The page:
behind their backs as we see investors landing in cuba were places in the european union from brazil and other places across the globe. and i do want to put some context around at least in our conversations with cuban officials at the moment what they see in terms of u.s. sanctions if it's actually crippling their ability not only to get fti but but other fti. they need about $2 million here. in our conversations with the trade minister who goes out to other countries to bring in investment he has indicated that their history as one of having to be dependent on one country whether it's united states whether as russia and as our colleague mentioned venezuela. quite frankly they don't want to be dependent on one country which is why they want the sanctions to end.
they need $2 billion to keep their economy going so there's an imperative there. i would also take issue with the fact that cuba is venezuela's most important relationship. quite frankly cuba sees cuba linking with the globe is its most important relationship. i don't think we should be focusing on what people wore on december 17 but on what people said in the fact that the government engages with the 18 month dialogue when the u.s. business community met with a president in havana he wore a business suit. >> thank you devry. questions? right in front here. >> good morning. doug from capital group. the board mentality that you describe which i agree with. i just spent 10 days in cuba last week.
i agree with that sounds. does that live fond beyond role and fidel castro or does that die when they go? >> i think we would all like it to as quickly as possible but there are a lot of generations that have been born under it and know only it so i think the process will not be swift and i don't necessarily think that we want to be swift. i don't think we want a hilton style transition that would put ussr to rush at the beginning. no one knows. there is a lot of love and hate.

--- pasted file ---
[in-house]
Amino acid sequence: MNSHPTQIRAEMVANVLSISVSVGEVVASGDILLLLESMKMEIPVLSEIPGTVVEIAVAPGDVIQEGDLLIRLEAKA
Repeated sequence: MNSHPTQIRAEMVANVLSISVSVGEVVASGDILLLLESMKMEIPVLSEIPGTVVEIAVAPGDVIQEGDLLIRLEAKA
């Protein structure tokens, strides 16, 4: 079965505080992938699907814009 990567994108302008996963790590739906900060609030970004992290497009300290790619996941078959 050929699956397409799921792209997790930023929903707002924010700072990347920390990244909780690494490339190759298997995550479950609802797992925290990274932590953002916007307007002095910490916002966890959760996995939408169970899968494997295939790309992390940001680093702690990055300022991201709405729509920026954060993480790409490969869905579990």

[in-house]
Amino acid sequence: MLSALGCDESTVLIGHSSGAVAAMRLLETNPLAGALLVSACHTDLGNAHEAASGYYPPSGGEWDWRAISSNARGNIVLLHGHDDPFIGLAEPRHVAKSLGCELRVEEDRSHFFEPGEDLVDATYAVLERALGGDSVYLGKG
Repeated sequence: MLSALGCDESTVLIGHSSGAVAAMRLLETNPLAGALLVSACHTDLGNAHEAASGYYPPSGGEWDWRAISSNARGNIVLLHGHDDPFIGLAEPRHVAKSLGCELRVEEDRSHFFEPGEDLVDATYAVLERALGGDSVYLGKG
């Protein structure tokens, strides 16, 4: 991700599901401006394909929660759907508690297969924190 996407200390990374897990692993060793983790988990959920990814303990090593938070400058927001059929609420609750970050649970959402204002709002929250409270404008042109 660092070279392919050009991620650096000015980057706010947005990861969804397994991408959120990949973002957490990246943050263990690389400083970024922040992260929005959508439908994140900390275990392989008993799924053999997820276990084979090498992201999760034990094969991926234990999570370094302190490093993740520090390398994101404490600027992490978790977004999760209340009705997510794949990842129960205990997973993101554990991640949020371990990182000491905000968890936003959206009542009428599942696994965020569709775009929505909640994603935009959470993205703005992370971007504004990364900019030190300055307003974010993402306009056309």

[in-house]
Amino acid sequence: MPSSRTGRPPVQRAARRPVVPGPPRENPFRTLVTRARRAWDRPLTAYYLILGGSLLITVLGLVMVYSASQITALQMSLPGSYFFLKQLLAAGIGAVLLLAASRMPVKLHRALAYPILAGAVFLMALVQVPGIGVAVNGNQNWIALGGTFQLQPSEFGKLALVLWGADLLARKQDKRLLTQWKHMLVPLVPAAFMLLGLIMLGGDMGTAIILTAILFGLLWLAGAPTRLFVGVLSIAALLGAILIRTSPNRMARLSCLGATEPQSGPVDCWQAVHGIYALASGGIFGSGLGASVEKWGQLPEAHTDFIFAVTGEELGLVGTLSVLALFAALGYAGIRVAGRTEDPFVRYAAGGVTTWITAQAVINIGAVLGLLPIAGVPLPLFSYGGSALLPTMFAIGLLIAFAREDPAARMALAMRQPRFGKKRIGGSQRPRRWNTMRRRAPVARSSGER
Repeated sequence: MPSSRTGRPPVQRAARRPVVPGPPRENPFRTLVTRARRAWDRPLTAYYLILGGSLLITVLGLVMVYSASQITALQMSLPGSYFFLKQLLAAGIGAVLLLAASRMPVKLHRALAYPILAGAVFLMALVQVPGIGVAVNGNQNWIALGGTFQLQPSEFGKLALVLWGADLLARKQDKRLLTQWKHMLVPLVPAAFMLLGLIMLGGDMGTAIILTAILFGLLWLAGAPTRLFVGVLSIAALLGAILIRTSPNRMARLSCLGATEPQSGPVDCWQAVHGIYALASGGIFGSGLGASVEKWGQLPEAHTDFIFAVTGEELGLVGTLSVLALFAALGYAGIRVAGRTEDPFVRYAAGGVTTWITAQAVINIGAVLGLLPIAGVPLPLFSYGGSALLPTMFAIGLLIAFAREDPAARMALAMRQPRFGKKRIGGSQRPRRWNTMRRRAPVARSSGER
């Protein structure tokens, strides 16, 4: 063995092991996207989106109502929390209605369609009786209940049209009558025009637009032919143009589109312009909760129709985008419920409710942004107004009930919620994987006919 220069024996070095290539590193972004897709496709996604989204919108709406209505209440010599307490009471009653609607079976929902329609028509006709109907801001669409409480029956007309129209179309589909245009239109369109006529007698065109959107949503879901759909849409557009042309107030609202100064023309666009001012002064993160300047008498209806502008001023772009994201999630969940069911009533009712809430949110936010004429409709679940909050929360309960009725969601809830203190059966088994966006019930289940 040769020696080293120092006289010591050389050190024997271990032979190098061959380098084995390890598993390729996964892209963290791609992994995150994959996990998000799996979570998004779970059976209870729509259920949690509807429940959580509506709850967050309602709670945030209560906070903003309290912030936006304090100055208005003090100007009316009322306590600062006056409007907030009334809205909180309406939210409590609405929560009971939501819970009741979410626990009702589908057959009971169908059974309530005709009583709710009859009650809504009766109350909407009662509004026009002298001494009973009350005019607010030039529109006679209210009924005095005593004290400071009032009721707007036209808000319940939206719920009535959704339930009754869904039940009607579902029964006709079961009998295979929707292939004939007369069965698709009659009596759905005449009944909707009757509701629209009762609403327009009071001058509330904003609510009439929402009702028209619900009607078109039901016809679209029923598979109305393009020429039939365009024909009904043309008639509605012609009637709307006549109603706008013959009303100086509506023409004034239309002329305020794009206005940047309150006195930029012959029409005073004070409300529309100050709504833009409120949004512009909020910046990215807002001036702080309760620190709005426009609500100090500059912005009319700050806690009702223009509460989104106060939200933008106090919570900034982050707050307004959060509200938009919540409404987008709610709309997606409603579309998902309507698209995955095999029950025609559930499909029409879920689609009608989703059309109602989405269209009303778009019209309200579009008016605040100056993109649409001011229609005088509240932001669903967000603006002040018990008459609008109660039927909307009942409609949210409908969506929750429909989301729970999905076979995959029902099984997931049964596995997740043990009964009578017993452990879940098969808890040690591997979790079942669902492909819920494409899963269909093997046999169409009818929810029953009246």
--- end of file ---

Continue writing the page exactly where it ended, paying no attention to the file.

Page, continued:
cubans have one of the highest awareness is of u.s. brands in the world and one of the highest preferences in the world so if u.s. companies launching into cuba comes with less cost than some other marketplace that makes it attractive so and that's because the folks do have, the people of cuba many of them have access. we saw what no one expected with fidel. most people, most of the modeling done in the u.s. government was fidel's speaking, he drops dead worries in his office and people drop dead and people know where they don't know but no one expected a succession and then a transition from brother to brother. i would say don't expect raul dies and it's a switch. it's going to be more of a wave. >> thank you. >> bill lane.